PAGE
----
Evaluation order of <script> tags

| permalink | javascript

While developing a suitable HTML Import replacement, I've ran into some problem trying to understand the execution order of script tags, here are my findings.

Parser-inserted scripts

Parser-inserted scripts are those that exists in the page itself, which means either it's embedded into the HTML (possibly generated at server side), or was generated with document.write.

All of them, with the exception of async scripts, are guaranteed to be executed prior to the DOMContentLoaded event.

<script>, both inline and external (via the src attribute)

They are loaded and executed synchronously, in order and in place (parser-blocking).

<script async> or <script async="true">

They are loaded and executed asynchronously, which can occur at anytime.

This means the script is completely non-blocking - parser and script.

Does not affect inline scripts.

Note - because document.write will overwrite the entire page if not executed during the HTML parsing phase, you do not want it inside any asynchronous scripts because it can fire after parser is finished.

<script defer> or <script defer="true">

They are loaded asynchronously, but is executed synchronously right before the DOMContentLoaded event.

This means the script is non-parser blocking, but does block other scripts during the execution phase.

Does not affect inline scripts.

<script type="module">, inline and external

They are automatically deferred, they also face CORS (Cross Origin Resource Sharing) restrictions for loading external resources.

It applies to inline script, so you can defer inline script this way.

Script-inserted scripts

Those are <script> tags created via document.createElement('script') and then inserted into the DOM.

Unfortunately, dynamically inserted scripts' execution time and order wildly differ between browsers.

Browser commonality

With async set to false, all browsers will execute dynamically inserted scripts in their insertion order.

Defer attribute appears to have no effect, this means we can't ensure script-inserted script is executed before DOMContentLoaded, even if we inserted the script before DOMContentLoaded triggers. This makes sense because script insertion can occur after DOMContentLoaded.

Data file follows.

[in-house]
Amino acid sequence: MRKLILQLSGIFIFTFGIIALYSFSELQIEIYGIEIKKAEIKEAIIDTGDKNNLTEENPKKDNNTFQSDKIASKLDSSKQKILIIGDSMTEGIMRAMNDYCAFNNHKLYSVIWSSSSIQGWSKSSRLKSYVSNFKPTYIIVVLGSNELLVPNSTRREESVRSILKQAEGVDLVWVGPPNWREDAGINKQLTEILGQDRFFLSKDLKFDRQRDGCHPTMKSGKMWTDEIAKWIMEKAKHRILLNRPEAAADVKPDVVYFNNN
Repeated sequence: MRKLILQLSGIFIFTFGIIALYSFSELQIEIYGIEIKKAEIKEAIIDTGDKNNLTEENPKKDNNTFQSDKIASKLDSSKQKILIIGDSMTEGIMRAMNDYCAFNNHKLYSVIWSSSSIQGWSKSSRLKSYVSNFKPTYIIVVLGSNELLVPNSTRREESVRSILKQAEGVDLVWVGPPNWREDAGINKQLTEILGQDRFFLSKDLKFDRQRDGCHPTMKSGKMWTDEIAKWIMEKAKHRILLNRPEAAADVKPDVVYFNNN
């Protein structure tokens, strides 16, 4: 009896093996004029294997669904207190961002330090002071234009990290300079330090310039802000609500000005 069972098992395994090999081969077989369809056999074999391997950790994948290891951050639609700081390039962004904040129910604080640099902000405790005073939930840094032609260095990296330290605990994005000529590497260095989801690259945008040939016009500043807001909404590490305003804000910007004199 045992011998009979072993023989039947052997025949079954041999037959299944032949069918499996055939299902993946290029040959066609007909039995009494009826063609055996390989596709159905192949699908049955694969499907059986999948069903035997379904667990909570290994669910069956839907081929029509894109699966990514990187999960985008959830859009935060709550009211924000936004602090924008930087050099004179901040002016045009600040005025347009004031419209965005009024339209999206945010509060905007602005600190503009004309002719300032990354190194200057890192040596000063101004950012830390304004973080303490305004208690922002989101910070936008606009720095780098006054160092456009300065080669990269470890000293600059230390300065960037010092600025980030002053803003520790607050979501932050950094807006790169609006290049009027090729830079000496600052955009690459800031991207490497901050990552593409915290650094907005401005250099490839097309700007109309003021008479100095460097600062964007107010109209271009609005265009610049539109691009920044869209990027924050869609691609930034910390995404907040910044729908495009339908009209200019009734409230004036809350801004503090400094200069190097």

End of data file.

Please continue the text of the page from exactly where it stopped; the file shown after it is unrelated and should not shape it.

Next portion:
Browser difference

It appears that Firefox alone will treat inserted script as parser-blocking when inserted before DOMContentLoaded is fired, while both Safari and Chrome will not.

This appears to be an implementation difference.

Even though the specification states that script-inserted scripts should obey insertion order (as long as async is set to false), inline scripts are always executed first, in order.

Setting type="module" for inline script that's dynamically inserted will make them run in insertion order for both Chrome and Safari, but not Firefox.

document.createElement('script') has async set to true by default, to override this you need to set it to false.

The reason for this is that all script elements are non-blocking (async) by default, the HTML parser unset this when it goes through the parser-inserted script elements.

How to run inserted inline scripts in order?

My first instinct is to use type="module", however due to Firefox's misbehaviour I can't rely on it.

The next solutions is to hack the src attribute to accept JavaScript, either using data uri or blob object.

Data uri is the easiest method, as you can simply do src="data:text/javascript,alert('triggered')".

This is nice and simple, but you might run into implementation issues for sites that requires hardened security via CSP (Content Security Policy) that locks down data uri and blobs.

Finally you can do it the "proper" JavaScript way which is wait until the external script has finished loading then trigger the onload event to insert the inline script.

The problem here is performance as by inserting all scripts at the same time allows the browser to download them in parallel while waiting for onload delays that. It is also a more complicated way of loading scripts.

At the end of the day, data uri is likely the best method while we wait for Firefox to align its behaviour for type="module" to that of the other two browsers.

Update: found another person also did a bunch of research on this topic, will read further some day.